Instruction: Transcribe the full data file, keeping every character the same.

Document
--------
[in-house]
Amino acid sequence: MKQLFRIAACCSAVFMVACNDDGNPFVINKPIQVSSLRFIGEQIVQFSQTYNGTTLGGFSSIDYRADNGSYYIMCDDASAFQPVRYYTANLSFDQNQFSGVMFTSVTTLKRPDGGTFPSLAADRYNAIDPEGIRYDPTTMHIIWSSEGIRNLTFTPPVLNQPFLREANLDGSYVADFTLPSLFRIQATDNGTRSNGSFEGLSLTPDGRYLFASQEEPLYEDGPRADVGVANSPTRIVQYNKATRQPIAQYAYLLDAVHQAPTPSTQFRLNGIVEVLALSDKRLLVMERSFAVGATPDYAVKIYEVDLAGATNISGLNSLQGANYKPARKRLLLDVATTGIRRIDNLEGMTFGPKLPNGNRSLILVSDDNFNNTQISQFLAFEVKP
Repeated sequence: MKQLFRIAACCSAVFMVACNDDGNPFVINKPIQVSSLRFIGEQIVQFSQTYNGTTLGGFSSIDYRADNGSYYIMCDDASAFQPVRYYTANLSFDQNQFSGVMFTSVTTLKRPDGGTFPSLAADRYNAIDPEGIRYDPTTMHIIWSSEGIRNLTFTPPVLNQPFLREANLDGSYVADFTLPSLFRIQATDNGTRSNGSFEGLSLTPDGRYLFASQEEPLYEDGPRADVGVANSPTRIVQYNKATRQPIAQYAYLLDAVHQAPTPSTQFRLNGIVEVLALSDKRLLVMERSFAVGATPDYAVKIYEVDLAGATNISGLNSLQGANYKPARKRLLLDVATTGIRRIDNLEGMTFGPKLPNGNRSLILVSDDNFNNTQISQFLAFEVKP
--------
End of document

[in-house]
Amino acid sequence: MKQLFRIAACCSAVFMVACNDDGNPFVINKPIQVSSLRFIGEQIVQFSQTYNGTTLGGFSSIDYRADNGSYYIMCDDASAFQPVRYYTANLSFDQNQFSGVMFTSVTTLKRPDGGTFPSLAADRYNAIDPEGIRYDPTTMHIIWSSEGIRNLTFTPPVLNQPFLREANLDGSYVADFTLPSLFRIQATDNGTRSNGSFEGLSLTPDGRYLFASQEEPLYEDGPRADVGVANSPTRIVQYNKATRQPIAQYAYLLDAVHQAPTPSTQFRLNGIVEVLALSDKRLLVMERSFAVGATPDYAVKIYEVDLAGATNISGLNSLQGANYKPARKRLLLDVATTGIRRIDNLEGMTFGPKLPNGNRSLILVSDDNFNNTQISQFLAFEVKP
Repeated sequence: MKQLFRIAACCSAVFMVACNDDGNPFVINKPIQVSSLRFIGEQIVQFSQTYNGTTLGGFSSIDYRADNGSYYIMCDDASAFQPVRYYTANLSFDQNQFSGVMFTSVTTLKRPDGGTFPSLAADRYNAIDPEGIRYDPTTMHIIWSSEGIRNLTFTPPVLNQPFLREANLDGSYVADFTLPSLFRIQATDNGTRSNGSFEGLSLTPDGRYLFASQEEPLYEDGPRADVGVANSPTRIVQYNKATRQPIAQYAYLLDAVHQAPTPSTQFRLNGIVEVLALSDKRLLVMERSFAVGATPDYAVKIYEVDLAGATNISGLNSLQGANYKPARKRLLLDVATTGIRRIDNLEGMTFGPKLPNGNRSLILVSDDNFNNTQISQFLAFEVKP